Self Protection for Filmmakers: Security Rules to Live by from DOC NYC
Of all the panels I attended at Doc NYC, the one called Protecting Yourself, on November 16, gave me the most hope for the future. The filmmakers were an impressive line-up of first-timers and veteran filmmakers, linked by their willingness to put themselves in dangerous situations in order to shine a light on stories otherwise cloaked in secrecy, denial and misinformation.
The panel was moderated by Caty Borum Chattoo, Co-Director of the Center for Media & Social Impact at American University. At several points, the audience was asked not to tweet or do social media on certain statements. Some details are omitted as a result.
For Lyric Cabral, co-director (with David Felix Sutcliffe) of (T)error, the first film to follow an FBI informant on an active sting operation, one of the primary challenges was in first assessing how they could be prosecuted, and then figuring out how to avoid that while still giving the public important information. There were legal guidelines they had to stick to while documenting an active case; data protection was another major concern. To deal with these requirements, they brought on a First Amendment/civil protection legal team as well as a civil liability legal defense team.
Craig Atkinson, director of Do Not Resist, a look into the militarization of American police departments, also had concerns for his team’s physical safety: “It was myself and producer Laura Hartrick. We were together and I would have her record a second channel of audio. In Ferguson, with officers highly equipped, in the fog of war, with tear gas, I was afraid that a shotgun microphone on a boom might look like a weapon.” His crew got ballistic vests and helmets and they actually heard some rounds come very close to them, which were picked up by the camera mic.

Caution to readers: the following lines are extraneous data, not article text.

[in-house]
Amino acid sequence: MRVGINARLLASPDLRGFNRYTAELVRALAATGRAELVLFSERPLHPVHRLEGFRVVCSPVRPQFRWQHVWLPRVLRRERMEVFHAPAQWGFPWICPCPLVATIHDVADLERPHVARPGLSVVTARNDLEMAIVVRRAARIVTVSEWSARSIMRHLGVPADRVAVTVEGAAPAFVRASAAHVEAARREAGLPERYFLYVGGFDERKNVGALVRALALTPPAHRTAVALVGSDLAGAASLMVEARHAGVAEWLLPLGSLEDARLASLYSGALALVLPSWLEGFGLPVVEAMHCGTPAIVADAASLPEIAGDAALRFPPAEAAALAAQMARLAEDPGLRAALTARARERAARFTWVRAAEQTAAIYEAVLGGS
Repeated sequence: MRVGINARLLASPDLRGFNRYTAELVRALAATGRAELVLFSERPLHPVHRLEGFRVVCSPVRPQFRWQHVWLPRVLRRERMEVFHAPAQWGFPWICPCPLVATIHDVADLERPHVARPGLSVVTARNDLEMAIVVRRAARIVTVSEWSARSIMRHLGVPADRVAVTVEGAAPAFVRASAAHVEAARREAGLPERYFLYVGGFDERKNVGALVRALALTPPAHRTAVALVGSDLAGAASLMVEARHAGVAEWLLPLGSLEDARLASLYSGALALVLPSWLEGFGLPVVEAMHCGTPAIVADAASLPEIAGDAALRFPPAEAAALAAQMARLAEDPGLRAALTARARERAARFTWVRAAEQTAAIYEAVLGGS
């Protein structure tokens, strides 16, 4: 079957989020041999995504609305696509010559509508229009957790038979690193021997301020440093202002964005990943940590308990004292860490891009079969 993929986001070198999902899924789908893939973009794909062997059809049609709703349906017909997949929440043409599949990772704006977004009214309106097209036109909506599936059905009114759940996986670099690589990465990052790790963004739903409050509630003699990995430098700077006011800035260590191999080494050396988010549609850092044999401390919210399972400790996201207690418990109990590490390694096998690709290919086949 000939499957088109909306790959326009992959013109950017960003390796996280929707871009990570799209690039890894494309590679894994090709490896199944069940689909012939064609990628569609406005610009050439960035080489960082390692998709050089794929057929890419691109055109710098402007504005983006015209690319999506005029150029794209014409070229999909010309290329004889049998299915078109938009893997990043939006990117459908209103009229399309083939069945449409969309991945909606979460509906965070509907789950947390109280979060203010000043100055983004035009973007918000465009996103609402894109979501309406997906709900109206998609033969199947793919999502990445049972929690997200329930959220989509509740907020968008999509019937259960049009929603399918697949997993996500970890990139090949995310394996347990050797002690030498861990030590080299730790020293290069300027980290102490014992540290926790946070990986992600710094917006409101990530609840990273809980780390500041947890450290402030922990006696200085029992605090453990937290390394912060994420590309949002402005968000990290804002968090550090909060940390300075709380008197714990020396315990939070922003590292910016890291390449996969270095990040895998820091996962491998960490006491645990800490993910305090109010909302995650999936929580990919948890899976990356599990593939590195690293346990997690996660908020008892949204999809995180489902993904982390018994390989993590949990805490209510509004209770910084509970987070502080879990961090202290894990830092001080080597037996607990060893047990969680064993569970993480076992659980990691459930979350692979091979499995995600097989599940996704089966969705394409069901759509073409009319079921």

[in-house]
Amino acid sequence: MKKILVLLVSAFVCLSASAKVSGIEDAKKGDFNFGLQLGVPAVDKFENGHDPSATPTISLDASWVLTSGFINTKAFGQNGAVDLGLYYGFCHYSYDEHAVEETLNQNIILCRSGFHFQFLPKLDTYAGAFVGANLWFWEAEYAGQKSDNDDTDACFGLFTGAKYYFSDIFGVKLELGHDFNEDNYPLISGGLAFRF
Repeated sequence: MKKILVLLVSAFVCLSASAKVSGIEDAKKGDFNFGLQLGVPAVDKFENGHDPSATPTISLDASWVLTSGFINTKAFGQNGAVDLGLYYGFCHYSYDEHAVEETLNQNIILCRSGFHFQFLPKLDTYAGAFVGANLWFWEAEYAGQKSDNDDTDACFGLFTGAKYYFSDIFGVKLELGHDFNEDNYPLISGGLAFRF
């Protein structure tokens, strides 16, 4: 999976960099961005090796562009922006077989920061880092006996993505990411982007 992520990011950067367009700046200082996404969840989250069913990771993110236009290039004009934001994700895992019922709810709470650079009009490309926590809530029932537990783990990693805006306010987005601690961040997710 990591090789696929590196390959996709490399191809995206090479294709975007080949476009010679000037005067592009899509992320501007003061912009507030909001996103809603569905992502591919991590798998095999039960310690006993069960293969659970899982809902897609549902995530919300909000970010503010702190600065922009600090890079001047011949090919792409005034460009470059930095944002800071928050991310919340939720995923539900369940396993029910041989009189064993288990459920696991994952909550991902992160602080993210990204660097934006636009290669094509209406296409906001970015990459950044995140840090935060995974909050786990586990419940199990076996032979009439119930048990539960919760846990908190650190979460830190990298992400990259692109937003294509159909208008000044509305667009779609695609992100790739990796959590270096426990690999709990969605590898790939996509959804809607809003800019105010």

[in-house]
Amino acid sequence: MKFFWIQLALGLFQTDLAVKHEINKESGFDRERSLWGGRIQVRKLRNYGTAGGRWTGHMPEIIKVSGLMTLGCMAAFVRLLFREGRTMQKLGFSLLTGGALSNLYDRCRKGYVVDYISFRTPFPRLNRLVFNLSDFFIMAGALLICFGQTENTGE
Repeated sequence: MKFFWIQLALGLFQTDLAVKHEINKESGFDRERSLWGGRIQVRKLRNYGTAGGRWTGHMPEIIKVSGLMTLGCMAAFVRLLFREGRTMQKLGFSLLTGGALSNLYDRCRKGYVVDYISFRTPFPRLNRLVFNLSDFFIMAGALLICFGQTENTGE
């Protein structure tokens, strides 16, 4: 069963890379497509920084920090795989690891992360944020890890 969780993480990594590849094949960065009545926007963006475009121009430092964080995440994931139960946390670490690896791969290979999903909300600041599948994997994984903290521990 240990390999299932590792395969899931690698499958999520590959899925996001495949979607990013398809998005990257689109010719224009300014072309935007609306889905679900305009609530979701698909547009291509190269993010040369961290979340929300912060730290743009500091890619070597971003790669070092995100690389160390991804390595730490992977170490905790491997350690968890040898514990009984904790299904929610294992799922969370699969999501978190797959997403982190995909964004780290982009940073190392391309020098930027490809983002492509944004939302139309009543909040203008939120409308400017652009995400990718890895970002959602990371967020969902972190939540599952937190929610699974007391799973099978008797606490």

Brenda Coughlin, veteran producer of films including Dirty Wars, CITIZENFOUR, and Risk, a Laura Poitras-directed profile of WikiLeaks founder Julian Assange, added, “I want to shatter the idea that there are really risky films and then there are other ones… the idea that conflict zones only exist in Syria. They also exist in Ferguson, or in Pittsburgh.” She feels that the greatest risk is taken by the people on camera, including the ones who might be considered adversaries. To protect participants, Coughlin said she and her team had to obscure the identity of informants in Dirty Wars.
But there’s plenty of risk to go around. Coughlin explains that Poitras has been under government surveillance since 2006, when she was working on a documentary film, My Country, My Country, that told the story of the Iraq War from the perspective of an Iraqi doctor. And that, says Coughlin, was “long before she knew Snowden.”
Cabral says she felt the need to become fluent in surveillance technology prior to beginning production on (T)error. “It was important to identify means of communication and communication monitoring before we went. There were Stingray towers in Pittsburgh. [Stingrays are invasive cell phone surveillance devices that mimic cell phone towers and send out signals to trick cell phones in the area into transmitting their locations and identifying information.] We needed to know that our equipment couldn’t be detected, because our subject hadn’t told the FBI that we were filming. We couldn’t use drones. And some cameras, per the metadata, had geographical information that could be picked up.” In retrospect, her team felt that they should have consulted with a whistle-blower or communications agent that could have answered some of those technological questions.
Cabral continued, “We had to get cameras without GPS.” But there was no camera without GPS that would work for their needs, so they found a technologist who could actually modify the cameras they used to suppress that information.
Atkinson’s strategy was to dispersed the risks. “The moment I started to feel uncomfortable, we’d fade back,” he said. “We didn’t keep going back to the same police departments, we’d move on. We had sleepless nights, thinking they were going to come for us. Halfway through we saw (T)error, and we were like, ‘Wait. look up whether Lyric Cabral is still alive – okay, she is, we’re okay then!’”
It was a welcome a welcome moment of levity for the audience, but it also served to underscore how intense the making of these films can be.